How We Communicate

By: Jeffrey Hamilton Geiger. This was posted Friday, August 3rd, 2012

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In an interesting article in the ABA Journal, Debra Cassens Weiss investigates the societal change in human interaction brought about by technology. While she directs her attention to how law students work with others, the emphasis is on a perceived lessening of human interaction. I think many would surmise (not earth shattering) that our electronic (or cyber) means of communications have led to a corresponding lessening of direct interaction.

Here are some off-the-cuff remarks:

1. When was the last time you used a payphone? Shoot, how often do you send an e-mail or text instead of picking up the phone and calling the person?

2. While traditional communications may have declined, I would suspect that our wired society results in more interaction whether by e-mail, social networking, texting, etc. When you think about AT&T’s 1979 “Reach out and Touch Someone” advertising campaign (this is worth a click for the clothes alone), it is now reality.

3. The generational difference leads to conflicts in how communications are made, received and perceived. Born in 1970, I played PacMan, never made long distance calls and had to write school reports by hand. My middle school daughter texts her friends, has access to the Internet and can view 300+ cable channels (assuming parental approval).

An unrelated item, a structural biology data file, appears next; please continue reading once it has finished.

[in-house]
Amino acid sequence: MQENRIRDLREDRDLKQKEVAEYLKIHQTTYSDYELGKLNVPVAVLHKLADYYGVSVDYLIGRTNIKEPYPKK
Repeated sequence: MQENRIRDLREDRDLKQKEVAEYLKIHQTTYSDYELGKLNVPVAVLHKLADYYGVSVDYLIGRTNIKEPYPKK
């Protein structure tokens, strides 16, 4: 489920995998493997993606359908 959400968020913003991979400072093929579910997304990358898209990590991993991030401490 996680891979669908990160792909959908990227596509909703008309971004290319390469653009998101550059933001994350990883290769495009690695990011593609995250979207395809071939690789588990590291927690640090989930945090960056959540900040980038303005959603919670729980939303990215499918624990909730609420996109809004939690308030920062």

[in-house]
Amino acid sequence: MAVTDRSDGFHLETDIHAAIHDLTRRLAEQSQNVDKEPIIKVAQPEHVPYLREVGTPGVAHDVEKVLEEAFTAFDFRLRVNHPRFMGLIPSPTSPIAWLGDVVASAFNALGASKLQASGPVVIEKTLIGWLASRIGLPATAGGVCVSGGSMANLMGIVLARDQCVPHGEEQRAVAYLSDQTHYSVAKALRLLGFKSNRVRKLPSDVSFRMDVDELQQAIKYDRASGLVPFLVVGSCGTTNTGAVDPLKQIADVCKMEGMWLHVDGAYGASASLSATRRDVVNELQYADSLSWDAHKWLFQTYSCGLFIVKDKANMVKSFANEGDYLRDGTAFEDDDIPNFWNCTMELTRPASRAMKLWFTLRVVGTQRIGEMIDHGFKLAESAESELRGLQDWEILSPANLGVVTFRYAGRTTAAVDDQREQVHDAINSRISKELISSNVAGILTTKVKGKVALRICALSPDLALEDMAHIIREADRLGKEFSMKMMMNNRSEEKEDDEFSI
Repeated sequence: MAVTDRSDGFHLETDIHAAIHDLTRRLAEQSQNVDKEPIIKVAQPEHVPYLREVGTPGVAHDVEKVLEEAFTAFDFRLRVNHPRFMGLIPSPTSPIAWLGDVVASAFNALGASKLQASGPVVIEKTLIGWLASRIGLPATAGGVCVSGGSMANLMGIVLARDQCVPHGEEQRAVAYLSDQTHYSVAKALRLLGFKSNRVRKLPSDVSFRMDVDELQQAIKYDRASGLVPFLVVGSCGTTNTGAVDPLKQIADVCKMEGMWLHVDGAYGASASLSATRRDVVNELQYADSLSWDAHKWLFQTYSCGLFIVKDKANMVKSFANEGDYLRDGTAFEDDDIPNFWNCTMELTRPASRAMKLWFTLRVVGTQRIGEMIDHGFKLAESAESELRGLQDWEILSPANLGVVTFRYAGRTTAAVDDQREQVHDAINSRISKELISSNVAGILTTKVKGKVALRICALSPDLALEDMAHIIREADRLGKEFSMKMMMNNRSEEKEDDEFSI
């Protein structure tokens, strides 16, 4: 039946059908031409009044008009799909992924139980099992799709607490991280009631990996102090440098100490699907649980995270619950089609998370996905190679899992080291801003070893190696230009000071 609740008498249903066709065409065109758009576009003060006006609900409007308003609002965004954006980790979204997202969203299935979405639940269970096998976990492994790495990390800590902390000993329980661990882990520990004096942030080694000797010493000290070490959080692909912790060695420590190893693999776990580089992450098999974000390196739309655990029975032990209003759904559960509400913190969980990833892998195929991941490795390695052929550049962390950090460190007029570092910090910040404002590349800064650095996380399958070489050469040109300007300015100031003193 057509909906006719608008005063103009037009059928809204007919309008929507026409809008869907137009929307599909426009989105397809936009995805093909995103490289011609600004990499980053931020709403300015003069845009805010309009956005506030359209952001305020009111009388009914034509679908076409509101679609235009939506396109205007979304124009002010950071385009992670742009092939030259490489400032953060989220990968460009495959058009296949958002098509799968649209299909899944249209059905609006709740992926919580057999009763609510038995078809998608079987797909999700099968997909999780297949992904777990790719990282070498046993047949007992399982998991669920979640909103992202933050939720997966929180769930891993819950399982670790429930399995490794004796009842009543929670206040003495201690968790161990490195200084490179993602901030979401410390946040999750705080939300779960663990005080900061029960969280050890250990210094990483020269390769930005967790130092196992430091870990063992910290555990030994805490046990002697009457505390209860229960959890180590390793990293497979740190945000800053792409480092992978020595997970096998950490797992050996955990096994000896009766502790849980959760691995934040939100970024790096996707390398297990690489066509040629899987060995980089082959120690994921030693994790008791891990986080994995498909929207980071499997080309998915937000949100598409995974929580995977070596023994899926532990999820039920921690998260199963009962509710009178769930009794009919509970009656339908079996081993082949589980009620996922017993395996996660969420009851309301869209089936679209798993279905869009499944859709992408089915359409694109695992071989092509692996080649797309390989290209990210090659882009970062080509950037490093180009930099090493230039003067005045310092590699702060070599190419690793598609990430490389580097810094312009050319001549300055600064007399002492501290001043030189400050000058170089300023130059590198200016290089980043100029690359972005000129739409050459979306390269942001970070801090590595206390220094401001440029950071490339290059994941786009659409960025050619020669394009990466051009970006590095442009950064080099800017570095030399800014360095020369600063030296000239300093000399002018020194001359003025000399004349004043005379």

4. The codes and cues available in direct interaction are often missing, or at least different, in electronic media. While you can send an e-mail in “all caps,” it is hard to always pick up on what the person is attempting to convey—yet this was true with letters.

5. The immediacy of the communication is both good and bad. You can respond to an e-mail while sitting at a restaurant with your friends, but in doing so the efficiency may give way to a lack of attention to the message.

Yes, yes, I recognize that my comments are not novel. But I do suggest is that there continues to be a technological divide in the workplace and beyond as to how people listen, learn and respond. Please don’t ding me for stating the obvious but I welcome your comments.

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